Last modified 15.3.2011 at 13:25
Living a social life
Text and photo: Heikki Ylipaavalniemi
The daily life on the Internet is getting more and more social. People are spending time on different social networks like Facebook and Twitter. Schools are also trying to get their foot in the door. Chris Betts is helping Oulu University of Applied Sciences to be more social.
Chris Betts is studying in the Degree Programme of International Business at Oulu University of Applied Sciences. Currently, he is doing his practical training at the Communications Services of Oulu UAS. His main responsibility is to improve the visibility of the university in different social media.
Chris himself is from England, and has been living in Finland for the past three years. This makes him an ideal candidate for developing the information given to applicants and future students in different media.
Social media are not new to Chris since he has been using them many years. His first experience with social networks was Bebo.
- I think I went to Bebo when I was 14 years old. Now, Facebook dominates everything.
Chris estimates that he spends at least two hours a day on different social media. Facebook takes at least 90% of that time.
- Social media are a good source of first hand information. If you are reading from the main web site of the university, you only get one source of information. But in social media you can get many different people telling you about these things.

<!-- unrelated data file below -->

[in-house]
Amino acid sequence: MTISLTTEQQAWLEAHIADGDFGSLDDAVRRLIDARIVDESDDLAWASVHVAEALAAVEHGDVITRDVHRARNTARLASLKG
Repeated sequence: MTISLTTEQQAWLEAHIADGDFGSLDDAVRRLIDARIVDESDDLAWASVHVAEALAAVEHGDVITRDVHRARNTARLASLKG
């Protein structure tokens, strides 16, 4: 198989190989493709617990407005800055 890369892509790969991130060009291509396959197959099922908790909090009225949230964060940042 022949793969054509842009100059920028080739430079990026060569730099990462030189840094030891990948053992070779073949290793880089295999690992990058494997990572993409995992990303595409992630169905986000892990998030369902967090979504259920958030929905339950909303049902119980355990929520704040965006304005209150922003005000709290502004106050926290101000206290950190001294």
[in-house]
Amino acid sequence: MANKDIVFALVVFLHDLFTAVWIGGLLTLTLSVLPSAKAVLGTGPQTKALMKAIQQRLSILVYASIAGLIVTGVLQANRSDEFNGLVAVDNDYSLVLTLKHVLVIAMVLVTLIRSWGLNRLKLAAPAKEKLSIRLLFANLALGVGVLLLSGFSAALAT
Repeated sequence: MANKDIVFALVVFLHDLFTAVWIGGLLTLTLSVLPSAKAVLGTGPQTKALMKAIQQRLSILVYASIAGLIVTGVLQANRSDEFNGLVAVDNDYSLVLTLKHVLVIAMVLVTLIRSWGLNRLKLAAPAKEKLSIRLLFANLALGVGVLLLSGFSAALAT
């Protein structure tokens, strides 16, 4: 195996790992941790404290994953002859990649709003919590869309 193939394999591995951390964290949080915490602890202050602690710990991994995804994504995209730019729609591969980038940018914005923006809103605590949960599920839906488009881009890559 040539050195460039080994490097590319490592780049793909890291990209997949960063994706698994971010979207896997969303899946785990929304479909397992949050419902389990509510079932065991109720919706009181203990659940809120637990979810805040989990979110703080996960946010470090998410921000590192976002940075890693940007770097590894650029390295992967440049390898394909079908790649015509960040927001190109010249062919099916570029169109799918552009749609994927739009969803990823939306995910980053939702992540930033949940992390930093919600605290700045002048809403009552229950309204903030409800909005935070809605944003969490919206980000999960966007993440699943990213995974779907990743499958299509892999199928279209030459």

He hopes that during the training his work will help people to have a better inside of our university from a student’s perspective.
- Just that they have a better idea what to expect when they come here.
Ever-growing international city
Chris describes Oulu as an ever-growing international city, which is very developed in technology and very student-based.
It’s better to talk about the things bothering you, because some people might have had the same experience.
- Finland is a country that very much wants to help its people. It is very hard to be a student in England. Here, life for a student is a little bit easier.
Chris still hopes that there would be more information in English. Sometimes it seems like there is nothing to do because all the information and details are in Finnish.
- If I didn’t know Finnish, I wouldn’t know what to do.
On a positive note, he tells that the web site of the city of Oulu is now updated more regularly also with English information about current events.
A level of respect
When talking with international students in Finland and asking them about the biggest difference in culture, the usual answer is the level of respect between students and teachers. Chris is no exception to this.
- I was really shocked that you address your teacher at the same level as you address different students. In England, you address teacher as sir or miss.
Especially trainees from different cultures can find this very hard to adapt to. In their cultures they are used to teachers telling them what to do. And when a teacher in Finland asks them if they understood everything, they might not dare to say that they didn’t fully understand.
Chris has a few easy tips for new students coming to Finland to help with the adaptation.
- Be open-minded. Everything is not as in your home country.
- Don’t be afraid and talk to people. It’s better to talk about the things bothering you, because some people might have had the same experience.
- 51% rule. The 51% rule helps you not to develop stereotypical views. For example, if you think that all Finnish people are quiet, you can think that only 51% of them are really quiet. That leaves you 49% of people who don’t fit the stereotype.
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